Every time there is a social problem, it is blamed on children playing Dungeons and Dragons
Philosopher Joanne Faulkner discusses how she got into studying childhood innocence and whether parents really can "manage" their children. Faulkner began researching the idea of innocence after the September 11 terrorist attacks in New York City in 2001.
At that point, I was interested in the idea of what calling a group of people 'innocent' does for our understanding of them and their right to be protected. Why were some victims of political violence seen to be innocent while others are no?. What does that mean for the way we understand those people's rights and security?
Innocent is a really loaded term. If you look at the etymology of it, it means a lack of knowledge, a kind of ignorance – colloquially you think of innocence in terms of blamelessness, in terms of not having sinned.
Is there also a charm to the word innocence?
Especially when it attaches to children. I was inevitably lead to children and innocence and how they really embody innocence for us. When you think of innocence, the innocent child isn't far away in your imagination. Then I got interested in what sort of social and cultural function does the understanding of children as innocent perform? Why do we need that understanding of childhood? And what lends to children being thought of as innocent, as blameless, to have a privileged moral position?
I went through that interest in political rhetoric especially around the victims of terror and the way in which citizens of the West, who live relatively free of care and conflict, and are situated more easily as innocent than citizens of a war-torn country where they actually experience violence and fear more in their daily lives. What makes them less innocent than people who don't have that experience?
The notion of childhood is in itself relatively new.
There's a whole field on the history of childhood which puts childhood as a discrete stage of life as opposed to adulthood. It emerged around the 17th century. It's only then that they are seen as having a different character and a different quality as opposed to adults. They also became a special locus of concern and care and study and scholarship and intervention.
From this period, childhood is starting to be seen as a stage of life you can control and manage in order to produce better adults and a better society, and because of this understanding of children, they are associated as being innocent, free of responsibility and free of a kind of a character that is stamped on them. They are seen as 'in potential' still – they do not yet have a character of their own, you can make them into an experimental field.
Do you have philosophical parenting tips?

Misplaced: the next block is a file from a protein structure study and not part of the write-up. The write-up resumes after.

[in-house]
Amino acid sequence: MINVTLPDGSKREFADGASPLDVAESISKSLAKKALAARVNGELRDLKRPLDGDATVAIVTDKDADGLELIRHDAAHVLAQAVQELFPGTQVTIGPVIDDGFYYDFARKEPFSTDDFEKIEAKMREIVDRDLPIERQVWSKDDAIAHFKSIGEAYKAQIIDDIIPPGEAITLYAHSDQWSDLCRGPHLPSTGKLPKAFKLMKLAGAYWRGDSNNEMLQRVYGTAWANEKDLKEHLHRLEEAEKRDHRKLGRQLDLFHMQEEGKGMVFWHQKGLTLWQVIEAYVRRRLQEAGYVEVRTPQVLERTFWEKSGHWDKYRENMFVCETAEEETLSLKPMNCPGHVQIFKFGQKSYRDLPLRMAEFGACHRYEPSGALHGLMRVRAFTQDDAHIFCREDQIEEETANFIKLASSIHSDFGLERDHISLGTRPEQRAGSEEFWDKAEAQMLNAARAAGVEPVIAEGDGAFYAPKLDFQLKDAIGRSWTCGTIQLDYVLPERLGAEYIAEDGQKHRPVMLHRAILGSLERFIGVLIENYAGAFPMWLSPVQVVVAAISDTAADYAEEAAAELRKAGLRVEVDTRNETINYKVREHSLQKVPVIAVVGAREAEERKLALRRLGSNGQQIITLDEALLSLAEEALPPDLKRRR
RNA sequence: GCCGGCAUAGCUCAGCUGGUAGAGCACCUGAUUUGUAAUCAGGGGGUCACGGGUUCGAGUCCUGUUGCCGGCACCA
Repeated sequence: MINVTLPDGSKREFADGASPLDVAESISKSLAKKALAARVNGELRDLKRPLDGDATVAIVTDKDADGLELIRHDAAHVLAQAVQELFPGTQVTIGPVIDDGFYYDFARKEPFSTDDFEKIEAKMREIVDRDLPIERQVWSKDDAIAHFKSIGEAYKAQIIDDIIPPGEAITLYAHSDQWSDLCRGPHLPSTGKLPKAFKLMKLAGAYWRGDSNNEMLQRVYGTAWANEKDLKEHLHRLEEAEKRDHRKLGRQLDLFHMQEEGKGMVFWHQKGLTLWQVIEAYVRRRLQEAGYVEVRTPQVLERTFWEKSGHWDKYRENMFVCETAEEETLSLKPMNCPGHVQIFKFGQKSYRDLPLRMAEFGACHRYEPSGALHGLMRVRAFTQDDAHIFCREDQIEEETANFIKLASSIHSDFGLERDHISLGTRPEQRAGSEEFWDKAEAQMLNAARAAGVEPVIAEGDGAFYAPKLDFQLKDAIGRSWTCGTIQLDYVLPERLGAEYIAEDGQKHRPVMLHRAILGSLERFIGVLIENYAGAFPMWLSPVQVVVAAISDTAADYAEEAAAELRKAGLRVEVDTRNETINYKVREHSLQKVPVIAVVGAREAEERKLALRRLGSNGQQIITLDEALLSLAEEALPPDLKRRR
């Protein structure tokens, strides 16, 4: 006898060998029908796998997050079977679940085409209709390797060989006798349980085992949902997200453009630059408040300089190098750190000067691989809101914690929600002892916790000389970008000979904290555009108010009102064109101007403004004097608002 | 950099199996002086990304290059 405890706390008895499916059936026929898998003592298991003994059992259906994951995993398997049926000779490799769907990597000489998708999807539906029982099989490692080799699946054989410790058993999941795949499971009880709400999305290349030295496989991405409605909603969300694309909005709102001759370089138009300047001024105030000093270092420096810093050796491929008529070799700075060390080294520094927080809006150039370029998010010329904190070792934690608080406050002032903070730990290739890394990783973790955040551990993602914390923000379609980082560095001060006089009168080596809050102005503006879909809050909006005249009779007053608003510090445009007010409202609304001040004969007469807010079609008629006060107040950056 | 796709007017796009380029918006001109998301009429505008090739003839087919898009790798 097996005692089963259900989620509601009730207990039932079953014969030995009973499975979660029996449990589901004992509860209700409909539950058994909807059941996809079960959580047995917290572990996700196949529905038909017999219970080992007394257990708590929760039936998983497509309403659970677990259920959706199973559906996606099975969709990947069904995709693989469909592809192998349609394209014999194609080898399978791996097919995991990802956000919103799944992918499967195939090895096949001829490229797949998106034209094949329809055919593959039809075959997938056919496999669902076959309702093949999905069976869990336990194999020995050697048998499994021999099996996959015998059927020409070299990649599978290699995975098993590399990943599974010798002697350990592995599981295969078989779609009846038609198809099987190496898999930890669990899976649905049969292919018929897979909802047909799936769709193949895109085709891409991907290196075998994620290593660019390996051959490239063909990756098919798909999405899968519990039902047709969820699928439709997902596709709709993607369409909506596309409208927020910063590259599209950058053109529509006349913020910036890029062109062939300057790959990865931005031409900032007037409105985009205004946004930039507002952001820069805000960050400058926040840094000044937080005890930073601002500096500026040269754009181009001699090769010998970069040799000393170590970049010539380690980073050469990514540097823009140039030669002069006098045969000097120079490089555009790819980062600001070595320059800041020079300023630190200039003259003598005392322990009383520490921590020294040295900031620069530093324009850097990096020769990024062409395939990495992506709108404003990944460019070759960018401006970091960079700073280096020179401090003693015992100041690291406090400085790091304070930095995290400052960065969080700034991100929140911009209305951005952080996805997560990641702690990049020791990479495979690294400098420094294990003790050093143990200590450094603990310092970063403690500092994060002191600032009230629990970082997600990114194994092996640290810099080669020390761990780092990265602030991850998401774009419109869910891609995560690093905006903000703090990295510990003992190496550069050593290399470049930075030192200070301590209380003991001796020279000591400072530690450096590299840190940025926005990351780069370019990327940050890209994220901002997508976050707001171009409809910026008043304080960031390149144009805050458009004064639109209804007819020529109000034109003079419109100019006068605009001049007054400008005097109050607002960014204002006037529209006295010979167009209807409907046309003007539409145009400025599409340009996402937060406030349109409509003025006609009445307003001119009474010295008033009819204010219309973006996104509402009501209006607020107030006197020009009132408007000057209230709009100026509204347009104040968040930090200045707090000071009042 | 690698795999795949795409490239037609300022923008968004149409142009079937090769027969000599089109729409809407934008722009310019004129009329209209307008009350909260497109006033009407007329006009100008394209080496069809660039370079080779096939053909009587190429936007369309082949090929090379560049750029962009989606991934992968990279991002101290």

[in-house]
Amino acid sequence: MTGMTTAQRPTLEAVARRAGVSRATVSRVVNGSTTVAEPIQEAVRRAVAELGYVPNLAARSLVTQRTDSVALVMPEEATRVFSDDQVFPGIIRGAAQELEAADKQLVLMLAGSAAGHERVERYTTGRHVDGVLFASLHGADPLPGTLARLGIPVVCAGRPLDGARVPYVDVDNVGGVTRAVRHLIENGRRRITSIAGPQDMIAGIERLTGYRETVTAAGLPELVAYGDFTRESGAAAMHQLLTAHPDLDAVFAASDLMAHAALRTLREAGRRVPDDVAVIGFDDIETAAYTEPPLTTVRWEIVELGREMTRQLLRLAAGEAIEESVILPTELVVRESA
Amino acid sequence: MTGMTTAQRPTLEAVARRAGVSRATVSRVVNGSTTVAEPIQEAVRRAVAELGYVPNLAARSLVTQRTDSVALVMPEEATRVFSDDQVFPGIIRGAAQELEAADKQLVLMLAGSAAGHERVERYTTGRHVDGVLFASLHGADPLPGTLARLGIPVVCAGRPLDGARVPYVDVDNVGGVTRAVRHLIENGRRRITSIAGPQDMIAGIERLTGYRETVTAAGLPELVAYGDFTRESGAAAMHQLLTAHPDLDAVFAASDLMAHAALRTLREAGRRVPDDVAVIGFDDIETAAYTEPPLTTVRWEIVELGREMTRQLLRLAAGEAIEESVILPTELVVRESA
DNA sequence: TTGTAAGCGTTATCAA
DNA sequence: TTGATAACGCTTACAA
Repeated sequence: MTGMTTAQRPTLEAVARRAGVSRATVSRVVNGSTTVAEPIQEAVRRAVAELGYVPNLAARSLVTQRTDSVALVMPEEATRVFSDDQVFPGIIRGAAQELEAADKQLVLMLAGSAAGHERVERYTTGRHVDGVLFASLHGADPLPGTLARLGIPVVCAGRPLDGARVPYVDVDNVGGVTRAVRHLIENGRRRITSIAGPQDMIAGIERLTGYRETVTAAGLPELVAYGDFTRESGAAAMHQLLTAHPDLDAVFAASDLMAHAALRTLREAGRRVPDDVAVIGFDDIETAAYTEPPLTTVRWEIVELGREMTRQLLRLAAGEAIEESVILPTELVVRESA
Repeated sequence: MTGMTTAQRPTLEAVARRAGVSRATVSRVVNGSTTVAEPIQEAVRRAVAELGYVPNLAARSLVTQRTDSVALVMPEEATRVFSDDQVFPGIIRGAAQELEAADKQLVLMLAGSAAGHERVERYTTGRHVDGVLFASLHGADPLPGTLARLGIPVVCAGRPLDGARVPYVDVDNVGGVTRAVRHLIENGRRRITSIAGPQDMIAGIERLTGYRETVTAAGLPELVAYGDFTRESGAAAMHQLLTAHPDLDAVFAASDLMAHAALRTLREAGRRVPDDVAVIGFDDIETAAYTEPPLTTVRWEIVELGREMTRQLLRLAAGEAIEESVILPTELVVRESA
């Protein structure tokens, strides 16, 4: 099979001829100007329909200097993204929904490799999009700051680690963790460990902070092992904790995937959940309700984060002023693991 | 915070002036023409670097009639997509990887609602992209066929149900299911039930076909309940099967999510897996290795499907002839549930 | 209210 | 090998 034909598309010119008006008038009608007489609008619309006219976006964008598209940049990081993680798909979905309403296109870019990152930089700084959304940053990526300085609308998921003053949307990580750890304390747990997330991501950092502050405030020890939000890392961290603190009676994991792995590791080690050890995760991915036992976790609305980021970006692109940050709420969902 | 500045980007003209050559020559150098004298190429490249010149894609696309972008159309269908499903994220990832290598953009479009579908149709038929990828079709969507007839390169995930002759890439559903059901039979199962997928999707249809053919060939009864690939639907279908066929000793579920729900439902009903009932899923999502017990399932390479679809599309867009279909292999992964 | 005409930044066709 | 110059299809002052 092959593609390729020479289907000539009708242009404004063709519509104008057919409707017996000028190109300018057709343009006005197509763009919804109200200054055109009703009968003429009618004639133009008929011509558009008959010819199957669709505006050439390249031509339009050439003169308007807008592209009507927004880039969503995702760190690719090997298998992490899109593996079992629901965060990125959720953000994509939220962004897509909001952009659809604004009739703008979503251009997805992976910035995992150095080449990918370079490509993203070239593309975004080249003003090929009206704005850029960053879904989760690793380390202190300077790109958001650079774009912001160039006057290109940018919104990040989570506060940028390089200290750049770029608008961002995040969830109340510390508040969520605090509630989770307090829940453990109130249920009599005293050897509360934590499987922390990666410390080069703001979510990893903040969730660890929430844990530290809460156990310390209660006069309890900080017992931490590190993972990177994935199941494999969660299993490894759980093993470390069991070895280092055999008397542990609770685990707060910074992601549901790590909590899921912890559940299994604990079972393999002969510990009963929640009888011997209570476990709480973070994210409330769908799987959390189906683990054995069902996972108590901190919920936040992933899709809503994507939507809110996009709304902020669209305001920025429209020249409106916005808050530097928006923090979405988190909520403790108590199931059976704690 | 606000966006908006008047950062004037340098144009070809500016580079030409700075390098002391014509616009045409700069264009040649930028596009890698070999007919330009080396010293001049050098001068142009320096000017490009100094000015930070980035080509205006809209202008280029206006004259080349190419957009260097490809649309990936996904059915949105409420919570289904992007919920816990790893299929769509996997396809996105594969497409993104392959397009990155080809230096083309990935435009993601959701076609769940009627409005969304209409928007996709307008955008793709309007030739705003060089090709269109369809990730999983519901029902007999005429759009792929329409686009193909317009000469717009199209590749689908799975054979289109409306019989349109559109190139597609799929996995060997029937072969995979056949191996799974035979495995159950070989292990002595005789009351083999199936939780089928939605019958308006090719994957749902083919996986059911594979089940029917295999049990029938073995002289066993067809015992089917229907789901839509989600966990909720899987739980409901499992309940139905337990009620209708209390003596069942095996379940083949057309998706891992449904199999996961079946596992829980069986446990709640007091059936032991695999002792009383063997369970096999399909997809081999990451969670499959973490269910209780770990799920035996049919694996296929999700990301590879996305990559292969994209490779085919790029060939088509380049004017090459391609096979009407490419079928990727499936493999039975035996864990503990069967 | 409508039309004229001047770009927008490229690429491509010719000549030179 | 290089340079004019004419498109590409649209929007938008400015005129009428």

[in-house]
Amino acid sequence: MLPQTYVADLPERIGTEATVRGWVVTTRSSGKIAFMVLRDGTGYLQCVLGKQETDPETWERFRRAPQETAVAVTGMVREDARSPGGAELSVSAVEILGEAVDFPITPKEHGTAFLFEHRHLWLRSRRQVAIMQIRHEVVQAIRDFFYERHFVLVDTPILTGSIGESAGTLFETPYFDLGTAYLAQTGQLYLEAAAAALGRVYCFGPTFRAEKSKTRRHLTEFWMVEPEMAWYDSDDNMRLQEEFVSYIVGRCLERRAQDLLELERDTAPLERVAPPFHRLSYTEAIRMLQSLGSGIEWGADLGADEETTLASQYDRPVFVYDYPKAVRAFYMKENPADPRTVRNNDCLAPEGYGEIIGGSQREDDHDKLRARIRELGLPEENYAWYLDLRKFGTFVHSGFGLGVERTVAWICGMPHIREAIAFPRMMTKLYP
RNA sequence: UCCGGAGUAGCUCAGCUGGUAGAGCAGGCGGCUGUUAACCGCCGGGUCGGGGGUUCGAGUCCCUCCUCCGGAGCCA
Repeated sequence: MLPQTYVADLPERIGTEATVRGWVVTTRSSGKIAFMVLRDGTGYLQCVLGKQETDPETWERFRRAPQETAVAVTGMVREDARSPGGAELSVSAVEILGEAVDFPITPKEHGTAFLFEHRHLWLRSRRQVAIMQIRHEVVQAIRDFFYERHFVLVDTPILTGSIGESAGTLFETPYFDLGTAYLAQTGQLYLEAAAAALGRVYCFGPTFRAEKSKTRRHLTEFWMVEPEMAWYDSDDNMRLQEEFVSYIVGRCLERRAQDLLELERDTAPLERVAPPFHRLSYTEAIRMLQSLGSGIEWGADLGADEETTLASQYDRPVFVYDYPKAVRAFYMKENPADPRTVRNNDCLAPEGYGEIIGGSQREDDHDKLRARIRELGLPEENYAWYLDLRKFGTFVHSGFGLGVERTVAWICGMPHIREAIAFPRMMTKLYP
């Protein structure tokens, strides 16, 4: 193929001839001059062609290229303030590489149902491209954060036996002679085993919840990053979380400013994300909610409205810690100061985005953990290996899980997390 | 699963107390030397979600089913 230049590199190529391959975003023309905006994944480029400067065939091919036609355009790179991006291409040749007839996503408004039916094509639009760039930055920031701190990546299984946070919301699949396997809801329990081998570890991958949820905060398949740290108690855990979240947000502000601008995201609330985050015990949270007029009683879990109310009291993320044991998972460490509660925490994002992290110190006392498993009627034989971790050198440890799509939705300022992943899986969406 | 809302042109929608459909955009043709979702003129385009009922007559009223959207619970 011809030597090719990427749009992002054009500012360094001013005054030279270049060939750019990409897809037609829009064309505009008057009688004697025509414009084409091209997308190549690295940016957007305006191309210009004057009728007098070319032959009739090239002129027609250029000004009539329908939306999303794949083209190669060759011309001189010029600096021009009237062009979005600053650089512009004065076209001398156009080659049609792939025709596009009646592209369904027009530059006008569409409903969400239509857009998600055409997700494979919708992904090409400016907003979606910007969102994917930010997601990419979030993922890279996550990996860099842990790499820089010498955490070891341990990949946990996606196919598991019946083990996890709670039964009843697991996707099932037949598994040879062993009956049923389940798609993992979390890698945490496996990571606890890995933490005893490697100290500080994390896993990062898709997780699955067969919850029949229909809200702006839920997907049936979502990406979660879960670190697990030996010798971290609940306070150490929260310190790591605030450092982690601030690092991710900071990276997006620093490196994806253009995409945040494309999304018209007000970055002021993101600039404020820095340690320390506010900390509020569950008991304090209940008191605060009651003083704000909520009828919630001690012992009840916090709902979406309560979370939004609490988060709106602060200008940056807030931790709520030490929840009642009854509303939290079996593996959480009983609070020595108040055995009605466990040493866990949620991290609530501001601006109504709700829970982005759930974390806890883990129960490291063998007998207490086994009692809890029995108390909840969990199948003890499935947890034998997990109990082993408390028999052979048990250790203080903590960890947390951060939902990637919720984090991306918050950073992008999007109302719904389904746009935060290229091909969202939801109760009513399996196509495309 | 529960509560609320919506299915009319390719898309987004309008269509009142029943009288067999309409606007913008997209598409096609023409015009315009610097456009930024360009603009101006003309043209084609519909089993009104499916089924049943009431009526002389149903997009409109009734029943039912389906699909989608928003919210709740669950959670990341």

Jean-Jacques Rousseau wrote a book called Emile, which is about how to create the perfect citizen. Basically you have to go back to infancy. You don't swaddle them, they have to be free. It's a very tightly controlled and regulated childhood that introduces the child to certain experiences and materials at a particular stage. Otherwise, they might get damaged by too early exposure. This is an idea that persists today in relation to adult content. When Rousseau was writing this book, it was a very new understanding of childhood — especially vulnerable and impressionable — that has been extremely influential.
Every parenting book takes Rousseau as a model in a way — the idea that a childhood can be shaped and managed. In particular, there seems to be an anxiety around children's exposure to ideas, films and games. Every time there is a social problem, it is blamed on children playing Dungeons and Dragons, watching too much junk food or watching things that aren't appropriately categorised for their consumption. It's a powerful idea. I'm agnostic about how much they can be controlled.
I'm kind of interested more in what it means about our own identity to think about this notional child that has to be protected and that we can manage, and what degree of projection is going on there. There is an element of ourselves that we're trying to manage at a distance through this idea of the child that can be controlled and managed and perhaps hope to be better than ourselves.
What has been the process for you coming up with these ideas?
I do have a dynamic. It is between the thunderbolt moments that happen but usually on the back of reading and pondering and kind of mulling over other people's ideas, things that I'm thinking about, thinking about questions I want to address. There might be kind of a moment like a thunderbolt moment, like a lightning moment where my mind puts everything together.
It's funny you don't know really know how it happens. Part of it is, your unconscious is working on things and then it just emerges at a moment that seems fortuitous, like it's coming from another world. That's why it's called a lightning-bolt moment because you feel like it's coming from the heavens. I remember years ago realising how I was going to structure my thesis as a graduate student. That came to me in one moment. It all got put together. I remember watching a particular light-ray come through the window and I was focusing on that, and the dancing of the dust particles in the light and it crystallised for me how I needed to structure that.
I think lighting-bolt moments come from within and not without, even though it feels like they come from without because there is all this thinking going on beneath the surface that you are not aware of. It somehow gets channeled together and it gives you a direction to put your thoughts in.